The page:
Prepare a budget as if there will be a substantial or complete loss of income
Dealing with debt can be a stressful experience. Even in the best of times, repaying a debt is a commitment for the tenure you sign up for. You need to plan the cash flows and ensure that repayment does not get disrupted. Now, with the unexpected COVID-19 pandemic, the uncertainty of how long this lockdown and weak economic condition are going to persist, has changed our outlook towards debt. Almost all of us are impacted by the virus; the degree may vary but it has left a mark on our fiscal health.
All banks and NBFC's were permitted by the RBI to offer a moratorium on term and working capital loans. Home, car, personal, education and gold loans, as well as credit card bill payments were allowed to be deferred. Further, the RBI assured that availing this moratorium will not adversely affect the borrower’s credit score or affect the risk classification of the loan.
The moratorium is not to be misconstrued as a loan waiver or payment holiday. Interest rate on the skipped instalments will accrue and get added to the outstanding principle. Moreover, your payment tenure will increase by the number of months that you skip.
If you think you may fall behind on your EMIs, credit card dues, bills, etc., my advice would always be to go to your lender and explain your situation. When you state your situation upfront, the lender sees it in the right perspective and you also exhibit your integrity. It may allow you to adjust some repayments, rework your EMIs and, in some cases, you may be allowed to avoid interest charges. You can avoid being reported as a defaulter by communicating and pre-empting certain penal actions.
Dealing with debt prudently
-Spending in malls, making impulsive purchases, eating out and going to movies have all reduced. Our fuel bills have drastically gone down. Eating at home has reduced our food bills. All of the above has led to lower monthly household expenses. Put all discretionary spends on hold, keep the expenses at the minimum as if it is an emergency. Conserve your bank balance. This may be a good opportunity to reassess your wants and must-haves and rework your living expenses.
-There may be job losses or pay cuts, and delayed salaries as we move ahead. With production and economic activities grinding to a halt, several sectors are facing rough weather. All these factors can lead to partial/deferred pay, cancellation or deferment of performance bonus, variable pay etc. Job seekers/ freshers may face even worse situations. Prepare a budget as if there will be substantial or complete loss of income. Cut living costs, explore alternative personal income sources. Look for old investments that you had made and see which ones you can redeem to help you tide over.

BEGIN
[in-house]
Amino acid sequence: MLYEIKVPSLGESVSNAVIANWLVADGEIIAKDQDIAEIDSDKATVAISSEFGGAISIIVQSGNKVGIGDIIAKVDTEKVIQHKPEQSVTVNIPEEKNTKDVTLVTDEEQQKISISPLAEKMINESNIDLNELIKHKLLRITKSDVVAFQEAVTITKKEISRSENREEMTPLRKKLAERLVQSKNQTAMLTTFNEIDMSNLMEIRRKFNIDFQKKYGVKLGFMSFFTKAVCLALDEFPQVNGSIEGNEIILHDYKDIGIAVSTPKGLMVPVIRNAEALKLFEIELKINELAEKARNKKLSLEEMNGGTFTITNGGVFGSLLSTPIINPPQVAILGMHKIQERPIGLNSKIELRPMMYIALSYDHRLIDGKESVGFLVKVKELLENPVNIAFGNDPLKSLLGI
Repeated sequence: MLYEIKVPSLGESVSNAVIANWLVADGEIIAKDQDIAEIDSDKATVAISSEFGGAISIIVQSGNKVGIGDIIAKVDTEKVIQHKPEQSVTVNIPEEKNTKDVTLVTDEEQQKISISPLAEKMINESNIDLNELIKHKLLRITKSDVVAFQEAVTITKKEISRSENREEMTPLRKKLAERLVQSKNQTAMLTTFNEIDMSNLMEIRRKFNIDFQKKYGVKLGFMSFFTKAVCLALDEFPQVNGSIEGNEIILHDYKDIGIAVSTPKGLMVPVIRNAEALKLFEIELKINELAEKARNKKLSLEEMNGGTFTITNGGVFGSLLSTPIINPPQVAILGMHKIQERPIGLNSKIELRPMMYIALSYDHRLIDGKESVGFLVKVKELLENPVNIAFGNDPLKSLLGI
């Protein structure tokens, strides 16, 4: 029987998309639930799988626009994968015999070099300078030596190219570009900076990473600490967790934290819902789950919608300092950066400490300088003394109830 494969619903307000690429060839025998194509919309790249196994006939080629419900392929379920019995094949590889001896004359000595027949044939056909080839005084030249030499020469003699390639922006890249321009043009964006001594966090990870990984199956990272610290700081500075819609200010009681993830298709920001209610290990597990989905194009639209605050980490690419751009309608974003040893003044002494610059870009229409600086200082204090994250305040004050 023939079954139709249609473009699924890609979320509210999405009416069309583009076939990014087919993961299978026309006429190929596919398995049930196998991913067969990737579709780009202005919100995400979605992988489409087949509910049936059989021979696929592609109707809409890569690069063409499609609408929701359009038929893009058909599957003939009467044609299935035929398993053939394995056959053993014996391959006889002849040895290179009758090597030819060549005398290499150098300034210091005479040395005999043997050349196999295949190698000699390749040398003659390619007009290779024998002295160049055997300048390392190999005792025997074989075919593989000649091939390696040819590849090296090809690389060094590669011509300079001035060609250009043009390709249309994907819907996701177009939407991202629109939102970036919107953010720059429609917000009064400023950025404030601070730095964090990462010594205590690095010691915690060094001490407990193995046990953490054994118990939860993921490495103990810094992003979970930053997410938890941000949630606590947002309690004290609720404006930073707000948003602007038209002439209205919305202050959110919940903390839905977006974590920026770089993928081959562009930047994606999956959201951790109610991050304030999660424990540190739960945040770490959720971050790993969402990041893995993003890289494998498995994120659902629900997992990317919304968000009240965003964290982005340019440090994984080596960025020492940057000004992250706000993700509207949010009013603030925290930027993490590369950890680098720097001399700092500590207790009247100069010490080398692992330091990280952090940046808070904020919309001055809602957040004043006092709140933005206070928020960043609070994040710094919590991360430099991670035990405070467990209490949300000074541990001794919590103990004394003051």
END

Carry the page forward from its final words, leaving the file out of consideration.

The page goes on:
-Avoid new debt like the plague, unless it is essential. In most cases, a large home loan or auto loan is always provided for and is manageable. The troublesome ones are the credit card bills and personal loans, and these are quite expensive. Bankers never let your EMIs go beyond 50 per cent of your net monthly income. However, if you use your borrowing limit judiciously, with low credit utilisation, it not only helps you manage debt repayment easily during difficult times but also use your unutilised credit limit to manage temporary cashflow challenges.
To start with, to avoid debt, you have to stop taking more loans. If you have expensive personal loans or credit card dues, my advice would be to redeem some old investments and pay these loans off. You may look to liquidate low-yielding MF investments, bank FDs or debt mutual funds to pay off these expensive loans. Rather than earn a measly 3 per cent on your investment and pay 18-24 per cent interest, you are better off redeeming and easing your cash flows.
-Evaluate your assets. Now that you have more time on hand, it may be a good time to make an inventory of your assets and assess their performance. Make a list of which assets meet specific future goals. Know which investments to liquidate first should a need arise. If you have been a lazy investor or not a proactive investor, now is the time to make amends. Spend some time on your portfolio and work towards building it.
-Ensure financial protection. Take stock of your insurance policies. Life cover of the earning members and adequate medical insurance for the entire family are mandatory. Don’t delay the payment of premiums on existing policies if you can afford to pay. The in-between month of you not paying and the policy remaining active, the one month cooling and waiting period for many diseases will leave you and your loved ones exposed during a critical phase. Therefore, all other life priorities must wait till you provide life and health insurance protection to your family. This will also save you from taking personal loans, swiping credit cards, when hit by an unexpected medical emergency.
-‘Spend less and save more’ is the new self-realisation mantra of millennials too. Many people used to believe that they do not have any scope for further savings. But the lockdown has proven otherwise. Most expenses, which were believed to be essential, are proving to be discretionary. The lockdown has compelled people to manage their lives with the bare minimum for almost three months and hence savings have obviously increased.
-Pre-pay and foreclose your loans. If you happen to be nearing the end of any loans, consider closing them off so that you aren’t burdened with EMIs for the coming months. This will help you have a clean slate and make things easier in the future if you find that your employer has asked you to take a pay cut.
A pandemic is a good time to do your homework and learn about your finances, instead of going to your relationship manager or investment advisor.
Always remember, you cannot outsource personal finance and fitness. These, you need to do yourself!(The writer is founder Director of rectifycredit.com)